The Argument

Reimagining and reframing the toppling of statues as a form of modern art is the perfect solution. For those who want to keep pieces of history alive in the form of statues, the statues can continue standing in public. For those who argue that the statues are a remnant of a racist past and must be removed immediately, art is also able to integrate their revisionist history into the public monuments.[2] For example, in Bristol, the statue of Edward Colston could be modified in some way to reflect the unjust methods with which he acquired his wealth. An artist could take inspiration from the Lincoln statue, and paint on top of Colston the faces of the African slaves that he exploited, and modify the statue to celebrate the slaves instead of the oppressor. Alternatively, the protestors could have recorded and memorialized the tearing down of the statue and present that as a powerful performance piece of the oppressed retaking and reconquering what they had lost. Another option (probably the easiest option for cities with thousands of controversial statues) would be to create a museum exhibition. The exhibition should focus on reimagining the message of the statues with oppression at its center, with placards specifically marking and introducing visitors to the egregious actions of the past. This option preserves history. Future generations will still be able to walk past and hear about Colston and be reminded of the person who contributed to the creation of their city. In fact, history will be even better preserved because a more complete version of history would be presented, one that encompasses both the good parts and the bad parts. By making vandalism less controversial and a piece of art that all can celebrate, the revision will probably be better done.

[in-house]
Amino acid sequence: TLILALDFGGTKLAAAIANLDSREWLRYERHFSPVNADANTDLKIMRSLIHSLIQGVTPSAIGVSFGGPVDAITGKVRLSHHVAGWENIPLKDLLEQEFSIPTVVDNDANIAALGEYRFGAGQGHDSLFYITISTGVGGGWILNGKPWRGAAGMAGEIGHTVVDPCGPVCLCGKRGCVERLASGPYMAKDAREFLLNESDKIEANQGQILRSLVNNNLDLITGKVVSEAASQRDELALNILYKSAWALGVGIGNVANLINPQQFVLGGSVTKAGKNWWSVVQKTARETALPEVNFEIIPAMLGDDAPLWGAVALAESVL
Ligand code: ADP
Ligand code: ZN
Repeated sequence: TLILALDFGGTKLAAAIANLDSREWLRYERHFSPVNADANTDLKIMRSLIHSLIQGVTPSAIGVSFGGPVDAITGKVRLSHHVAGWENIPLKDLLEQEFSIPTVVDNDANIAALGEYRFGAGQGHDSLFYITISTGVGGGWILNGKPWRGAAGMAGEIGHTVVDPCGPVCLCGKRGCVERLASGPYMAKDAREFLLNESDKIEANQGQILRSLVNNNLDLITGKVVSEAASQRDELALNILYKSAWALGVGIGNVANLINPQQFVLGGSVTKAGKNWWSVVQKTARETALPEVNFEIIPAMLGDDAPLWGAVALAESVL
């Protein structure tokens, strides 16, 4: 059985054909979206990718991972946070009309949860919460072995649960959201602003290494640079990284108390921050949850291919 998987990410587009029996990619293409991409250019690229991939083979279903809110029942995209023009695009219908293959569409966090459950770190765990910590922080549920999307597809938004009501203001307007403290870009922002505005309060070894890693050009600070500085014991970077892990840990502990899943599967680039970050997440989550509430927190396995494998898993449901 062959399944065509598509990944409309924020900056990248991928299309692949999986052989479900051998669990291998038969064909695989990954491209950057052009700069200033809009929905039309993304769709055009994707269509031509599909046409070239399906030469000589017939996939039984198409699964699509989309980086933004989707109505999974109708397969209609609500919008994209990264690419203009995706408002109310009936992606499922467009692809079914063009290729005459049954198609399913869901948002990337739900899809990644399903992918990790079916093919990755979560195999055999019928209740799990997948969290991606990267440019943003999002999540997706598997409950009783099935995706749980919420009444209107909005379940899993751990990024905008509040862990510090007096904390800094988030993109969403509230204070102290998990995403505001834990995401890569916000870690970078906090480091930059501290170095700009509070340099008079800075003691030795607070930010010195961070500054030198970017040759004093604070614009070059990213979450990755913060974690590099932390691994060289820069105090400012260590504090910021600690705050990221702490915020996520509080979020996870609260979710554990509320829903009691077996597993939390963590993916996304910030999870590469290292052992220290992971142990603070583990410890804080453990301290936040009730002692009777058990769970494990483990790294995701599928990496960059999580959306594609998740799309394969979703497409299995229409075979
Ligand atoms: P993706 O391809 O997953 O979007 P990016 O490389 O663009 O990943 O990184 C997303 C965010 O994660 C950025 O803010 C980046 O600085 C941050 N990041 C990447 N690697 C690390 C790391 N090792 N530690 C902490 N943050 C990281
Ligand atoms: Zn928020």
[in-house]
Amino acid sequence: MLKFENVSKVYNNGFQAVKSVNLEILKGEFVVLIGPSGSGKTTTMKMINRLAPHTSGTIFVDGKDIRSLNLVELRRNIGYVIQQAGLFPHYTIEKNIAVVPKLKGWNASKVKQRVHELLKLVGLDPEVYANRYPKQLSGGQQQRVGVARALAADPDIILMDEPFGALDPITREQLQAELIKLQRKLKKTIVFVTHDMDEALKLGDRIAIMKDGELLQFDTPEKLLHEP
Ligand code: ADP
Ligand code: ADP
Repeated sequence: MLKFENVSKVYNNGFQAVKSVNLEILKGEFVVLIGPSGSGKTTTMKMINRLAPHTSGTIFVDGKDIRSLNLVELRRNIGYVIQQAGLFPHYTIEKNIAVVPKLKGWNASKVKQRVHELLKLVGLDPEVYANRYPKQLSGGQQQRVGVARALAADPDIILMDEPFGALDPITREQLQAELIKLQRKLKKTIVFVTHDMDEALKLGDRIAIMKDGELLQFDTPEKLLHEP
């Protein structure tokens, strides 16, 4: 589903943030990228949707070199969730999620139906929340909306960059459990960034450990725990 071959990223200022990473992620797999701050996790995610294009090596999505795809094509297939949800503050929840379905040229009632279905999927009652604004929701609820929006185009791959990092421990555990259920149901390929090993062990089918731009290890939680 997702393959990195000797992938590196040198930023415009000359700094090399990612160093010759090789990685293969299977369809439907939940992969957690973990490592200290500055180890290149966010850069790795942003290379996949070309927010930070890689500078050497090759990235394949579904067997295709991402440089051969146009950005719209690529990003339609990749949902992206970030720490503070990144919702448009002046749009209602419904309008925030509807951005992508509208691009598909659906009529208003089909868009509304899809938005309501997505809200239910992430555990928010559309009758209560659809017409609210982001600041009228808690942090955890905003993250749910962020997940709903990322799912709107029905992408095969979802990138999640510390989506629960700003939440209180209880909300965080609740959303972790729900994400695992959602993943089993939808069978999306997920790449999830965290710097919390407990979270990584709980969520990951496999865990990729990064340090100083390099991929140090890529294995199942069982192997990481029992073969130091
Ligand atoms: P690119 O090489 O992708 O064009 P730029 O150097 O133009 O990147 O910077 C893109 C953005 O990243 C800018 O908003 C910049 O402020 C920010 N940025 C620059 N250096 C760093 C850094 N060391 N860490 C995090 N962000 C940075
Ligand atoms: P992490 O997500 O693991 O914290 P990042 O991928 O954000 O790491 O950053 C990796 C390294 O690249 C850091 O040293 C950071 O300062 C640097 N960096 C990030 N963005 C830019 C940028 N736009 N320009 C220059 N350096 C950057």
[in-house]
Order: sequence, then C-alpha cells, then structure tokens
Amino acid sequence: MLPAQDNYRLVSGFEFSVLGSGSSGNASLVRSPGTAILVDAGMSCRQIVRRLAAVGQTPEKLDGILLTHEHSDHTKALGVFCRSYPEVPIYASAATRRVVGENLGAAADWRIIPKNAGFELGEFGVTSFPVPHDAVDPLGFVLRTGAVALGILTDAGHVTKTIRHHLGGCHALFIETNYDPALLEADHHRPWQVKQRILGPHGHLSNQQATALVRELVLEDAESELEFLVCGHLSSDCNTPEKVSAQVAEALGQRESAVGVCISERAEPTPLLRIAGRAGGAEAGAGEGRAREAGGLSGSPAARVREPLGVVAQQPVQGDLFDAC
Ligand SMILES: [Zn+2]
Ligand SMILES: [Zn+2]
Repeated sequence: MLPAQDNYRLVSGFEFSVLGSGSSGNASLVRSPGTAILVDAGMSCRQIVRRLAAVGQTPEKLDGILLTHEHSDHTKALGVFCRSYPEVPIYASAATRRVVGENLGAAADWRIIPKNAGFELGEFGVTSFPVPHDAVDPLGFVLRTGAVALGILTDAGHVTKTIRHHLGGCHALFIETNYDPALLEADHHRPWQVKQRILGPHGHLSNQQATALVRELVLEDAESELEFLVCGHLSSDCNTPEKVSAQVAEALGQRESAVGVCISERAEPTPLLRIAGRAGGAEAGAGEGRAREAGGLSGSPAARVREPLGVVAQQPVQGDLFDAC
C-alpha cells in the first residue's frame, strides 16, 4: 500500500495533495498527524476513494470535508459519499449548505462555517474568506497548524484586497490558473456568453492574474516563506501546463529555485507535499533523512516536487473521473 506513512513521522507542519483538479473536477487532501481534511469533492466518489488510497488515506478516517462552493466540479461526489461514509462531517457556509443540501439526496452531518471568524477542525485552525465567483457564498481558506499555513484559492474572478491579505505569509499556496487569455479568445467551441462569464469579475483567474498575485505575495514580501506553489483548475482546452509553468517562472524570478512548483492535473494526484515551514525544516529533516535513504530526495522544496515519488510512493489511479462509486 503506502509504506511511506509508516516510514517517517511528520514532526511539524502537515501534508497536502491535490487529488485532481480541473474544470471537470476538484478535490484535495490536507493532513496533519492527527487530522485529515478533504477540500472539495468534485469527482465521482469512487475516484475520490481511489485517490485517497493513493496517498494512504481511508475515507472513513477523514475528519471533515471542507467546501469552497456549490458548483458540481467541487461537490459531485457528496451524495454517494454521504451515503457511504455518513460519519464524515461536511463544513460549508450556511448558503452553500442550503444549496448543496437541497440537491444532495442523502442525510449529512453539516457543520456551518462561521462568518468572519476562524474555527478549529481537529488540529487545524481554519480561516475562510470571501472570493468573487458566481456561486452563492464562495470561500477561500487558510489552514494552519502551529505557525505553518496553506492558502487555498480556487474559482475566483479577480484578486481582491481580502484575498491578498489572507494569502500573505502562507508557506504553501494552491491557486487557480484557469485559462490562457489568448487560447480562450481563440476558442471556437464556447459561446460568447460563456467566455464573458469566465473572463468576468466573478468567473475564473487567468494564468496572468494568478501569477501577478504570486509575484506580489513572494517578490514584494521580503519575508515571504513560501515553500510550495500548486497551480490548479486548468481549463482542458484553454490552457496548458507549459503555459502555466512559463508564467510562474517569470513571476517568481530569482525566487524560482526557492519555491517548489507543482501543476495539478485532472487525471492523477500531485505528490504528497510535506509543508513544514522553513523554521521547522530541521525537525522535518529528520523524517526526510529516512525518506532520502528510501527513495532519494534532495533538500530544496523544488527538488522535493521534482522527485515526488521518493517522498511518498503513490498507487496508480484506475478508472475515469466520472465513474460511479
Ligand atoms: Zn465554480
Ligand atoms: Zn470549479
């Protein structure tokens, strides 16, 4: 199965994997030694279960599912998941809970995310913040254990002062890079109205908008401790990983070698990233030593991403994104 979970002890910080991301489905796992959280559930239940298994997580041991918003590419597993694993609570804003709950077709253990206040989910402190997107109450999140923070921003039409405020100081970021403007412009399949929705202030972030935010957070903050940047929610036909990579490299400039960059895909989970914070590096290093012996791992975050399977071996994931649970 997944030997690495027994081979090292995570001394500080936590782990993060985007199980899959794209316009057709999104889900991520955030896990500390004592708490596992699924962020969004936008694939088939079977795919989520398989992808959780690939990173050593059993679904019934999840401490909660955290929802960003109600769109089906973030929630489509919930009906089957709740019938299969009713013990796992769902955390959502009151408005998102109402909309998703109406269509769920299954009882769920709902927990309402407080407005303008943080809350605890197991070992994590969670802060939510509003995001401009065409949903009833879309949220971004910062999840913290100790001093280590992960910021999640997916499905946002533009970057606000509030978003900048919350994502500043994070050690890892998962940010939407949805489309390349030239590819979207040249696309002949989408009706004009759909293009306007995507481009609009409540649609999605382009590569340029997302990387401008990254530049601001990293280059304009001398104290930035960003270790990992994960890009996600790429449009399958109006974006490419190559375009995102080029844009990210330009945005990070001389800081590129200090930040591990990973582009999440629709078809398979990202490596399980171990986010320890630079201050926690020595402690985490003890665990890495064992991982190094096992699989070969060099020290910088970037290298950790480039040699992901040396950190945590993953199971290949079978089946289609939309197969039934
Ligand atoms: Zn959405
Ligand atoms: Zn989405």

Counter arguments